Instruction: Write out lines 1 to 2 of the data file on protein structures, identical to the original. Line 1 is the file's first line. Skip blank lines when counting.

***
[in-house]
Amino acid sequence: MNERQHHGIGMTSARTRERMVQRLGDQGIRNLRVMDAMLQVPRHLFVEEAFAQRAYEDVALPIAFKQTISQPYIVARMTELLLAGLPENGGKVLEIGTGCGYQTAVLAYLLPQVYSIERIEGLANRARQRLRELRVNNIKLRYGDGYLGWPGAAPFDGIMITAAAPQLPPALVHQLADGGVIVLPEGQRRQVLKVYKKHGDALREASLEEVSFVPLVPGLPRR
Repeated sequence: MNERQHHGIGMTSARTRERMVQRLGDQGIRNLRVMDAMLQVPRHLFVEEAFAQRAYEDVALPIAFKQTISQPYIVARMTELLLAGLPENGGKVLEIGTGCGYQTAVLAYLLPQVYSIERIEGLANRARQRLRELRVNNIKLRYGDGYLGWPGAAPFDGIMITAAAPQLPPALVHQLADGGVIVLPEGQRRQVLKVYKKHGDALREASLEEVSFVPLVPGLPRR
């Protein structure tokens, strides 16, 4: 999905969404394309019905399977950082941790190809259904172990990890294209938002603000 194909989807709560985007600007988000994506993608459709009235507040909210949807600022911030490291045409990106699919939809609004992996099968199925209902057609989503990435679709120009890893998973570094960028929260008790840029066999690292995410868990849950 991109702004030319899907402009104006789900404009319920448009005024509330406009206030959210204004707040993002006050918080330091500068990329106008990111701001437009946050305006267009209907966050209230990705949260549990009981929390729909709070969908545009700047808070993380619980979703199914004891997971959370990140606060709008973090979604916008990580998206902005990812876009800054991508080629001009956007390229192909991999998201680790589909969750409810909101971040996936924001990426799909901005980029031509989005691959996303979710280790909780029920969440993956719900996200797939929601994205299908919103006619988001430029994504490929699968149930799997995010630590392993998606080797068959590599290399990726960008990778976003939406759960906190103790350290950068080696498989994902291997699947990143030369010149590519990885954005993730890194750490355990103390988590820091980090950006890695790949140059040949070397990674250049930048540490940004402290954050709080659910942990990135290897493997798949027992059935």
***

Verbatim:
[in-house]
Amino acid sequence: MNERQHHGIGMTSARTRERMVQRLGDQGIRNLRVMDAMLQVPRHLFVEEAFAQRAYEDVALPIAFKQTISQPYIVARMTELLLAGLPENGGKVLEIGTGCGYQTAVLAYLLPQVYSIERIEGLANRARQRLRELRVNNIKLRYGDGYLGWPGAAPFDGIMITAAAPQLPPALVHQLADGGVIVLPEGQRRQVLKVYKKHGDALREASLEEVSFVPLVPGLPRR